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HMRC internal manual

Offshore Funds Manual

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HM Revenue & Customs
Updated
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Definition of an offshore fund: Overview: Arrangements within the definition of an offshore fund

As the operational rules are intended to apply to interests held in certain types of arrangements that have particular characteristics, and those arrangements may be based anywhere in the world, it is not possible to provide a list of all entity types that come within the definition of an offshore fund. The paragraphs below provide a broad overview of the types of arrangements that HMRC consider would come within the definition and should not be considered to be exhaustive: -

Open-ended investment companies (‘OEICs’)

Arrangements that take corporate form and that permit investors to redeem their interests on request or at intervals, entirely or nearly entirely by reference to the net asset value (‘NAV’) of their proportionate share of the scheme property or an index. An example of such a fund would be a Belgian SICAV.

Open-ended contractual arrangements

Arrangements that take contractual form and that permit investors to redeem their interests on request or at intervals, entirely or nearly entirely by reference to the net asset value (‘NAV’) of their proportionate share of the scheme property or an index. An example of such a fund would be a Luxembourg Fonds Commun de Placement (‘FCP) but note that partnerships are specifically excluded from this category by S355(2).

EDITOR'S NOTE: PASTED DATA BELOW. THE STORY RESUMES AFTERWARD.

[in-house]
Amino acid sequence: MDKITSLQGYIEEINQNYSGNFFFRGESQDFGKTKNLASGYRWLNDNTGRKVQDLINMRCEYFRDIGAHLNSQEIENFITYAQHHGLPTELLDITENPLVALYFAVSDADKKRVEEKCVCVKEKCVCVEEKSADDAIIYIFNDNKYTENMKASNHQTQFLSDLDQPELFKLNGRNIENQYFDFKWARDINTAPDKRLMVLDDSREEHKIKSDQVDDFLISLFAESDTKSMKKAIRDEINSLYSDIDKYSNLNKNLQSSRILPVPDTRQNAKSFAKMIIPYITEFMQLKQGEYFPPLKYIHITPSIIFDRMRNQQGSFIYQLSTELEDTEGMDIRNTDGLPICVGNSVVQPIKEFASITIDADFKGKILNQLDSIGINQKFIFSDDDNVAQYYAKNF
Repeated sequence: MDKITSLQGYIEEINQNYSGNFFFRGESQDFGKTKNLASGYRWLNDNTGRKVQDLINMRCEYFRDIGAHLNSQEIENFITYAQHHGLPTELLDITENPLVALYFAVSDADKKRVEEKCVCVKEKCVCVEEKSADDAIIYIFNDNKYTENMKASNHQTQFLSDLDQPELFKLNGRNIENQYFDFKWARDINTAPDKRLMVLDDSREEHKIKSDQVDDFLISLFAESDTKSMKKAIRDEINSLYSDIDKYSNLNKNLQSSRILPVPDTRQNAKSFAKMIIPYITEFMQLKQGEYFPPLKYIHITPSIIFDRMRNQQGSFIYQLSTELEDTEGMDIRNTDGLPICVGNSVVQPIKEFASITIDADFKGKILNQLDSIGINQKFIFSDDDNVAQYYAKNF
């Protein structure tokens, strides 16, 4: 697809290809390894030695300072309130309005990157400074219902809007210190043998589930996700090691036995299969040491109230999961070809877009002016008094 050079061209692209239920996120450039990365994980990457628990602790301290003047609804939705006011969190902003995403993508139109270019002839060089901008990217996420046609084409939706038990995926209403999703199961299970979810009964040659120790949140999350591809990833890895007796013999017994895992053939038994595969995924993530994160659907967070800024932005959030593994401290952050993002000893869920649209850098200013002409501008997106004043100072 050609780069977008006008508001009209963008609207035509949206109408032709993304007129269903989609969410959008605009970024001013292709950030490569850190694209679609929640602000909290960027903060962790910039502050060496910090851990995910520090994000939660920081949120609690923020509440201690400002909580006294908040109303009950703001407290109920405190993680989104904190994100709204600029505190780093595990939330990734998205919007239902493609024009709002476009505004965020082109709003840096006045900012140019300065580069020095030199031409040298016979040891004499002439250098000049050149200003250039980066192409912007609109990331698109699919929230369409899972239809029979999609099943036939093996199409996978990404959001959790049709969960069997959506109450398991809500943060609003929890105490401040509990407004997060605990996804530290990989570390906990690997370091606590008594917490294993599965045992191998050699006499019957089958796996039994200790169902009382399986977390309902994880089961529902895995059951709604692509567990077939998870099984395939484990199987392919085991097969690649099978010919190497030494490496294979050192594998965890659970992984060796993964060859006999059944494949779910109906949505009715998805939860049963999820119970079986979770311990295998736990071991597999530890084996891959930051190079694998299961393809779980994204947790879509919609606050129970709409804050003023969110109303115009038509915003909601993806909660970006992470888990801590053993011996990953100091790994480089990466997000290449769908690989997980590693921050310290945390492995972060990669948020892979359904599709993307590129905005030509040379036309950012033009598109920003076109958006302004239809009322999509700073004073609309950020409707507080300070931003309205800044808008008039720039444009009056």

Contractual arrangements are usually transparent for income purposes - there is further guidance on income transparent arrangements, including details of when an offshore income gain will not arise for UK investors, at OFM07000 onwards.

Foreign unit trusts

Arrangements that take trust form where the trustees of the property are not resident in the UK and that permit investors to redeem their interests on request or at intervals, entirely or nearly entirely by reference to the net asset value (‘NAV’) of their proportionate share of the scheme property or an index. An example of such a fund would be a Jersey property unit trust (‘JPUT’). Some foreign unit trusts are transparent for income purposes - there is further guidance on income transparent arrangements, including details of when an offshore income gain will not arise for UK investors, at OFM07000 onwards.

Arrangements with limited life

Arrangements that take corporate form (irrespective of whether they have fixed share capital) or contractual form that come within the definition of a mutual fund at S356 and that have a fixed or determinable life at the end of which investors would be able to redeem their interest in the arrangements entirely or nearly entirely by reference to the NAV of their proportionate share of the scheme property or an index, unless any of the exceptions at S357 apply. An example of such a fund would be a Cayman registered company with a limited life that, although it did not permit redemptions on request, could be reasonably expected to provide redemption by reference to NAV (etc.) at the end of its life.

Further guidance

Further guidance on particular entity types (such as limited life companies) is provided in this manual at OFM10000 onwards. The legislation at Part 8 ITOPA 2010 must still be considered where there is any doubt as to whether a particular set of arrangements come within the definition.

See OFM03300 for the types of arrangements that, in general, HMRC consider would not come within the definition.